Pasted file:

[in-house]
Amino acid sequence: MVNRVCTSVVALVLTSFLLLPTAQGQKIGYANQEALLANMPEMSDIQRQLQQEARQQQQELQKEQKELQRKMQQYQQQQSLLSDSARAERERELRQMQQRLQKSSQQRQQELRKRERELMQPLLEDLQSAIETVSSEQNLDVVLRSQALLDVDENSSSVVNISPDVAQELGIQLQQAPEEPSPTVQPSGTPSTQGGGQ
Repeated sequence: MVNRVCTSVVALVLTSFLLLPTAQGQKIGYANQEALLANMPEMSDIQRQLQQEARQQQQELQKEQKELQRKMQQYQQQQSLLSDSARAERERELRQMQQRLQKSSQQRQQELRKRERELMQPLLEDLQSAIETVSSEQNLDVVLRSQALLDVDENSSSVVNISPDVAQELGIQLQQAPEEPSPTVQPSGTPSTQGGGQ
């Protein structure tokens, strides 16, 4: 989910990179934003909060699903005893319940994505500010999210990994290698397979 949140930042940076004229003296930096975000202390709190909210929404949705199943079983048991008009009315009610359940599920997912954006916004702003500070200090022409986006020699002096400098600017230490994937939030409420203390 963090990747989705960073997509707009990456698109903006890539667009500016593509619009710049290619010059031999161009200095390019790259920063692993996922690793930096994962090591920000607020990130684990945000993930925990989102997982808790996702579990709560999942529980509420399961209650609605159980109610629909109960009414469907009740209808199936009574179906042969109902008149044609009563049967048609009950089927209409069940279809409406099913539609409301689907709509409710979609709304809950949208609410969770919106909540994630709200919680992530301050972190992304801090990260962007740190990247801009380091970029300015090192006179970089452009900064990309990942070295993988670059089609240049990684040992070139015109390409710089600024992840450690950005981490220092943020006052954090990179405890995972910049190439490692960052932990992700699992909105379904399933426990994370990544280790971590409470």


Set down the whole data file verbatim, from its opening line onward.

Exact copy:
[in-house]
Amino acid sequence: MVNRVCTSVVALVLTSFLLLPTAQGQKIGYANQEALLANMPEMSDIQRQLQQEARQQQQELQKEQKELQRKMQQYQQQQSLLSDSARAERERELRQMQQRLQKSSQQRQQELRKRERELMQPLLEDLQSAIETVSSEQNLDVVLRSQALLDVDENSSSVVNISPDVAQELGIQLQQAPEEPSPTVQPSGTPSTQGGGQ
Repeated sequence: MVNRVCTSVVALVLTSFLLLPTAQGQKIGYANQEALLANMPEMSDIQRQLQQEARQQQQELQKEQKELQRKMQQYQQQQSLLSDSARAERERELRQMQQRLQKSSQQRQQELRKRERELMQPLLEDLQSAIETVSSEQNLDVVLRSQALLDVDENSSSVVNISPDVAQELGIQLQQAPEEPSPTVQPSGTPSTQGGGQ
């Protein structure tokens, strides 16, 4: 989910990179934003909060699903005893319940994505500010999210990994290698397979 949140930042940076004229003296930096975000202390709190909210929404949705199943079983048991008009009315009610359940599920997912954006916004702003500070200090022409986006020699002096400098600017230490994937939030409420203390 963090990747989705960073997509707009990456698109903006890539667009500016593509619009710049290619010059031999161009200095390019790259920063692993996922690793930096994962090591920000607020990130684990945000993930925990989102997982808790996702579990709560999942529980509420399961209650609605159980109610629909109960009414469907009740209808199936009574179906042969109902008149044609009563049967048609009950089927209409069940279809409406099913539609409301689907709509409710979609709304809950949208609410969770919106909540994630709200919680992530301050972190992304801090990260962007740190990247801009380091970029300015090192006179970089452009900064990309990942070295993988670059089609240049990684040992070139015109390409710089600024992840450690950005981490220092943020006052954090990179405890995972910049190439490692960052932990992700699992909105379904399933426990994370990544280790971590409470």